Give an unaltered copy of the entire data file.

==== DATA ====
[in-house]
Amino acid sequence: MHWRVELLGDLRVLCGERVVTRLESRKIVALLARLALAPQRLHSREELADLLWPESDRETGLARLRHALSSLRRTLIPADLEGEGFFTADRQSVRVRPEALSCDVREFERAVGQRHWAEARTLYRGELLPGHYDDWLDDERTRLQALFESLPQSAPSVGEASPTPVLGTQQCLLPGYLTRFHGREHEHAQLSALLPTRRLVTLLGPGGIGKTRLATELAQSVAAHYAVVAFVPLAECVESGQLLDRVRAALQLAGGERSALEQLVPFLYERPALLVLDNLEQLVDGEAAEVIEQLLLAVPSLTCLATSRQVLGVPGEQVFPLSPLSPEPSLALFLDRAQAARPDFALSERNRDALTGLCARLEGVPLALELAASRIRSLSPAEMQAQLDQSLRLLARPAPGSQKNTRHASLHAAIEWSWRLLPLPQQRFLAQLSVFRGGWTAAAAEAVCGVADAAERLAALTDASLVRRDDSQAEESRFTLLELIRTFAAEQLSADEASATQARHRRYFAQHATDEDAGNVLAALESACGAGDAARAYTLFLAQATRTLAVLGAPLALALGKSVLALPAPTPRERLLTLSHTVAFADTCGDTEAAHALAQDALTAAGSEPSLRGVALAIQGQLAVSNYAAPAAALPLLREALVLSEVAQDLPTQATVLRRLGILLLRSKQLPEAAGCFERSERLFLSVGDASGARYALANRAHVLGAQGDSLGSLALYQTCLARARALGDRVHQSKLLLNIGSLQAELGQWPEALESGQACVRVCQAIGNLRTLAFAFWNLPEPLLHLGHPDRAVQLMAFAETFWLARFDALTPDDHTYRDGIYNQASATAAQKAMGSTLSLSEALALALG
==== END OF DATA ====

[in-house]
Amino acid sequence: MHWRVELLGDLRVLCGERVVTRLESRKIVALLARLALAPQRLHSREELADLLWPESDRETGLARLRHALSSLRRTLIPADLEGEGFFTADRQSVRVRPEALSCDVREFERAVGQRHWAEARTLYRGELLPGHYDDWLDDERTRLQALFESLPQSAPSVGEASPTPVLGTQQCLLPGYLTRFHGREHEHAQLSALLPTRRLVTLLGPGGIGKTRLATELAQSVAAHYAVVAFVPLAECVESGQLLDRVRAALQLAGGERSALEQLVPFLYERPALLVLDNLEQLVDGEAAEVIEQLLLAVPSLTCLATSRQVLGVPGEQVFPLSPLSPEPSLALFLDRAQAARPDFALSERNRDALTGLCARLEGVPLALELAASRIRSLSPAEMQAQLDQSLRLLARPAPGSQKNTRHASLHAAIEWSWRLLPLPQQRFLAQLSVFRGGWTAAAAEAVCGVADAAERLAALTDASLVRRDDSQAEESRFTLLELIRTFAAEQLSADEASATQARHRRYFAQHATDEDAGNVLAALESACGAGDAARAYTLFLAQATRTLAVLGAPLALALGKSVLALPAPTPRERLLTLSHTVAFADTCGDTEAAHALAQDALTAAGSEPSLRGVALAIQGQLAVSNYAAPAAALPLLREALVLSEVAQDLPTQATVLRRLGILLLRSKQLPEAAGCFERSERLFLSVGDASGARYALANRAHVLGAQGDSLGSLALYQTCLARARALGDRVHQSKLLLNIGSLQAELGQWPEALESGQACVRVCQAIGNLRTLAFAFWNLPEPLLHLGHPDRAVQLMAFAETFWLARFDALTPDDHTYRDGIYNQASATAAQKAMGSTLSLSEALALALG